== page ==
Seeking Advice

  1. I posted this on the LPN site and as that didn't work, I'm hoping you can take a minute to help me. Thanks.
    I have decided to take the CNA-LPN-RN career path. when I look for my first CNA job, assuming I have a choice, is their any particular location I should concentrate on, LTC, Hospital etc. I'm not overly concerned with pay, I want to gain the most experience possible to better prepare myself for the next step of LPN. are their advantages to either? does the shift you work come into play as far as skills learned? I would appreciate any guidance.
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  2. 10 Comments

  3. by   Mudwoman
    I can only speak of hospital work. CNA's on day shift had to do all the food trays and calculate more Intake and they gave baths. Night shift CNA's did diabetic finger sticks, blood draws, pre-surg prep and weights. Day shift had 10 patients and night shift had 15 patients each. The hospital I worked at paid for tuition to continue your nursing career after you were there 6 months.
  4. by   blackberry4eva
    are you already enrolled in nursing school because i think that is going to make a big difference. in my situation, i quit working once i got accepted into the nursing program. i have just completed my first semester of clinical where you learn a lot of the skills needed. i have just accepted a job as a nurse tech on the weekends in icu. i think this route works better for me so that i can build on the skills i have already learned.i will be working night shift, and i have not started yet so i don't know if shift makes a difference. i am not saying that it is impossible, but i hear that it is very difficult to work fulltime while in school but on the other hand, alot of students do well in clinical who work as cna's. also i am not sure how your school does it, but at my school those who major as lpn's have to exit out for a year and come back in to get their rn. i went the rn route.
  5. by   dragonflyRN
    I worked as a CNA at both long term care and a hospital while going to school. Both were great experiences but I learned more at the hospital. The hospitals in my area have phased out LPN's, so I went to school for the associates degree RN. Planning to go back for the bachelors when the little ones get a bit older. Good luck to you in your career path.
  6. by   gitterbug
    If possible take a job at a hospital. The learning experiences will be greater and many hospitals help staff to obtain higher levels of education. Good luck.
  7. by   Daytonite
    I would have to say that you are going to get more varied experience in a hospital. Hospitals will also probably give you better benefits as well as better tuition reimbursement. In nursing homes, you will always get work. I worked as an aide in a nursing home while in RN school. They were very accommodating to my school schedule. However, as an LPN in a nursing home your only job choice will be as a charge nurse although you may be able to choose your shift. They may not be able to give you the kind of tuition reimbursement the hospitals will, or the pay. There is something to be said about a stable, routine job when you are attempting classes. The stress of being in school and constantly being exposed to learning situations on a job can be very stressful.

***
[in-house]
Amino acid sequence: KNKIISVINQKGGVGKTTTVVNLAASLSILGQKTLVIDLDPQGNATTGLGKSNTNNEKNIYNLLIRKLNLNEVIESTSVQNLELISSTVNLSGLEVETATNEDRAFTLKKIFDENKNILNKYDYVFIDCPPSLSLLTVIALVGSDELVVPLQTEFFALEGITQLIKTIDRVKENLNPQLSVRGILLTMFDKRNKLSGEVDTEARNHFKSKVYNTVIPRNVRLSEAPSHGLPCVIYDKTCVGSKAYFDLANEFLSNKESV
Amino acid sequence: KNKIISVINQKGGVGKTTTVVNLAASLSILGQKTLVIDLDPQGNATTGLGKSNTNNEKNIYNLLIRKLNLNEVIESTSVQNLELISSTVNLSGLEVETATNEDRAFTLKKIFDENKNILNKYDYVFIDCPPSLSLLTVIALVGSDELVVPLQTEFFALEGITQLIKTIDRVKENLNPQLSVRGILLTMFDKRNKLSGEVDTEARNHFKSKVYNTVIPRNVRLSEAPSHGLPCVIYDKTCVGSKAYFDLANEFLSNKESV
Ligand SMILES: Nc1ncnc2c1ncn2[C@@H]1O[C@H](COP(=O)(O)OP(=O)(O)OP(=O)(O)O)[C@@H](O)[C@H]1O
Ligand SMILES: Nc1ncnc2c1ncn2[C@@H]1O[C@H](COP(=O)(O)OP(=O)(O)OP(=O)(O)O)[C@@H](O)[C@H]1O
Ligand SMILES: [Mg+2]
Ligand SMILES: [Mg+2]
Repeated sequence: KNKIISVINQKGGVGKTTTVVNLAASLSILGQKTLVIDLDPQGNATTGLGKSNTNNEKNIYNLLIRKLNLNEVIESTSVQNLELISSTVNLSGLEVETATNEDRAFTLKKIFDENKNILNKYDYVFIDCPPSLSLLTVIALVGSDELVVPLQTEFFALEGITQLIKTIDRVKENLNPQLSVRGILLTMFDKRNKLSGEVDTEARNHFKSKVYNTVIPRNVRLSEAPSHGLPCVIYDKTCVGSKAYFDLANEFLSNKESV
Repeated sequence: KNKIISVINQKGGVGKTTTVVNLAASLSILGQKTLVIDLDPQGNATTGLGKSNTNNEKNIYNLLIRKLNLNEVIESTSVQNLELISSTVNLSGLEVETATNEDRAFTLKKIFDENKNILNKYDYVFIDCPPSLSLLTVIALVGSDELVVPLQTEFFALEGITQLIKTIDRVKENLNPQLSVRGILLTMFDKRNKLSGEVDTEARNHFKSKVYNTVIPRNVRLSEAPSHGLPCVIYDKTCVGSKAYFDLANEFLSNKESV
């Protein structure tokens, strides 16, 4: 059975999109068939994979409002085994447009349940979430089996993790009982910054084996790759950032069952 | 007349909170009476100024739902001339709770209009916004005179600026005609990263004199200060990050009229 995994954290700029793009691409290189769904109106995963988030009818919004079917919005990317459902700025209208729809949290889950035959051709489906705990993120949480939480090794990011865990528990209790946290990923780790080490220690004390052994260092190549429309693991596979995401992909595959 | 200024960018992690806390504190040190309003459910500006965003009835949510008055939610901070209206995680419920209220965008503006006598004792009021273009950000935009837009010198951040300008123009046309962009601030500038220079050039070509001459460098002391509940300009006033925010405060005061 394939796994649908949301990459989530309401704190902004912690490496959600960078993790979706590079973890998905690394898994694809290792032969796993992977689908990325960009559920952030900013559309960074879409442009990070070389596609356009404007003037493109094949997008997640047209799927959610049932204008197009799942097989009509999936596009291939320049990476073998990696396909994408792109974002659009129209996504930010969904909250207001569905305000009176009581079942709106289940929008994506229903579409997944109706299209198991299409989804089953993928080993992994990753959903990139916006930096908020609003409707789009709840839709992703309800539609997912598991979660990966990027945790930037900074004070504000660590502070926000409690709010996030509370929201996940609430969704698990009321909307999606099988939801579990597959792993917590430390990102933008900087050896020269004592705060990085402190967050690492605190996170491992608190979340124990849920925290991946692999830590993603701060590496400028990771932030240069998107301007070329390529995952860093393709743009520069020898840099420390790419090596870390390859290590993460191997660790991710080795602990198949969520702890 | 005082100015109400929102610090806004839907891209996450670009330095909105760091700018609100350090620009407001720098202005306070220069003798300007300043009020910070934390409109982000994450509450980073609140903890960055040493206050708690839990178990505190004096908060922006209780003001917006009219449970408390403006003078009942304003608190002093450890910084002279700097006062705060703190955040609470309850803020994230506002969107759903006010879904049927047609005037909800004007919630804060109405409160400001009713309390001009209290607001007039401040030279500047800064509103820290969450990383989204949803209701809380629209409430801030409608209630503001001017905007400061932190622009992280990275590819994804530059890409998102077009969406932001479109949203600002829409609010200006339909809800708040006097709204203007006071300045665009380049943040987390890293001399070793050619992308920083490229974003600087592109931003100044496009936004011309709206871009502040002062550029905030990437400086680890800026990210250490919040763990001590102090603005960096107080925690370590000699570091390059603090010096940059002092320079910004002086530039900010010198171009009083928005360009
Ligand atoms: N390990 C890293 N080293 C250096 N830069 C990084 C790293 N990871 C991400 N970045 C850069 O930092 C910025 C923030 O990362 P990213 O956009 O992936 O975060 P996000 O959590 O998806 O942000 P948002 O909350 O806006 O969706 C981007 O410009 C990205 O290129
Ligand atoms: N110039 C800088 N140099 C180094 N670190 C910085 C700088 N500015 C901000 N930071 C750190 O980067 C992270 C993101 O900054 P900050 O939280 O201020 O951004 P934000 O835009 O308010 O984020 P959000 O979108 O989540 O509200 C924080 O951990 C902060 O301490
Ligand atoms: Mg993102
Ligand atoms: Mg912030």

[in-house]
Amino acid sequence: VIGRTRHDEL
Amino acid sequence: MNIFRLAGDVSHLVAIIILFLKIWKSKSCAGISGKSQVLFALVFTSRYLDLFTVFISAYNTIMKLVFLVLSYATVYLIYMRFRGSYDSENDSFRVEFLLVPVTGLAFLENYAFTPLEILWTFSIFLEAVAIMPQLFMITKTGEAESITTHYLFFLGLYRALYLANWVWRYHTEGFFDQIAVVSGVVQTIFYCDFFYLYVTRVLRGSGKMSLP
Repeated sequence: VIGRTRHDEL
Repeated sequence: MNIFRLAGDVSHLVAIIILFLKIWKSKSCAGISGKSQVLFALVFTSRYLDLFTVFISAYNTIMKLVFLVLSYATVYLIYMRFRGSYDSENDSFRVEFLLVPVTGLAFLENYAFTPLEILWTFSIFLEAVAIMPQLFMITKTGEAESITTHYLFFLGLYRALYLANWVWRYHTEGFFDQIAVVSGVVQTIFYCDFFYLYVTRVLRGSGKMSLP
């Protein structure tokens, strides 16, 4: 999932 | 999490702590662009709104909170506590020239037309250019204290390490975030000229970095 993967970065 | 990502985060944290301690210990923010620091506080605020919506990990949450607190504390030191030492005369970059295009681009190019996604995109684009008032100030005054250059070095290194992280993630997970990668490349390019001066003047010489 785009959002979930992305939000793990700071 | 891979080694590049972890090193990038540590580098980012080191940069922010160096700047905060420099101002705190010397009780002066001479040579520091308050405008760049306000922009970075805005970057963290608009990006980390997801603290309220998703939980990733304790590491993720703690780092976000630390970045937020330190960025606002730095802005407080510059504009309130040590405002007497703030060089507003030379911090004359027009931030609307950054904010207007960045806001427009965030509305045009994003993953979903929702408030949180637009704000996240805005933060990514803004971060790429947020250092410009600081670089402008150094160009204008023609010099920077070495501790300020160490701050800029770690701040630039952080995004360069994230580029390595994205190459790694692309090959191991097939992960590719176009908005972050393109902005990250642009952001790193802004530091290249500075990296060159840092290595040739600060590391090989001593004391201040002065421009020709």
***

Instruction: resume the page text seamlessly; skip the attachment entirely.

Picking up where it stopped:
8. by   ceecel.dee
    Well, where do you want to ultimately work? If you see yourself in LTC for the duration, work there throughout.
    If you don't yet know where you will end up, I can assure you that you will be exposed to more in the acute care setting.
    Good luck!
  9. by   bshaw96
    Hi there. Well, I have not worked in a hospital as a CNA, so cannot vouch for them. But I did work as a CNA in a nursing home for 2 years while getting my ADN. My 2 cents is this. Yes, you will get a more diverse patient population in a hospital. I think that will help you a lot when you get into the nursing part of it. But the other thing I would consider is the work load in nursing homes. When I was a CNA, I worked the 3-11 shift. It was nothing for me to have 25 patients every shift. I was so exhausted! Physically and emotionally. I know that was 12 years ago, but I still work in LTC with a staffing agency from time to time, and it's not a lot better. Nursing school is a lot of hard work. With that and a family, the less you have to exhaust yourself at work in my opinion the better. Please understand I'm not saying hospital CNA's don't work. They do! Very hard and I wouldn't want to work without them. But the patient/CNA ratios in LTC are unreal. With everything else on your plate, I'd go the hospital route. Plus, when you get ready to change into your nursing role, or even doing clinicals, you'll be much more comfortable having worked at the hospital. I have a friend who worked as a CNA at a hospital before getting her LPN, and it helped her tremendously adapt to her new role. Good luck!!!!
  10. by   checkmate
    Thanks to all who responded to my query,and may you have a Merry Christmas!
  11. by   Janlynn
    Hi--you seem to be taking the same path I took. Although right now I am still an LPN (will be going back next spring). I'm working in the ER now and do *almost* everything the RN does there. There's only a few IV push drugs I cannot do. As far as the CNA position we have CNA's/Tech's in our ER, it's something you may want to look into if you're looking for experience. Our Tech's do alot--alot of blood draws, foley's, dressings, trauma's, etc. Just a thought especially if you're looking for diversity. Good luck to you!
  12. by   nurseangel47
    Hospital, hands down. More of a variety of experiences to witness and participate in...good luck

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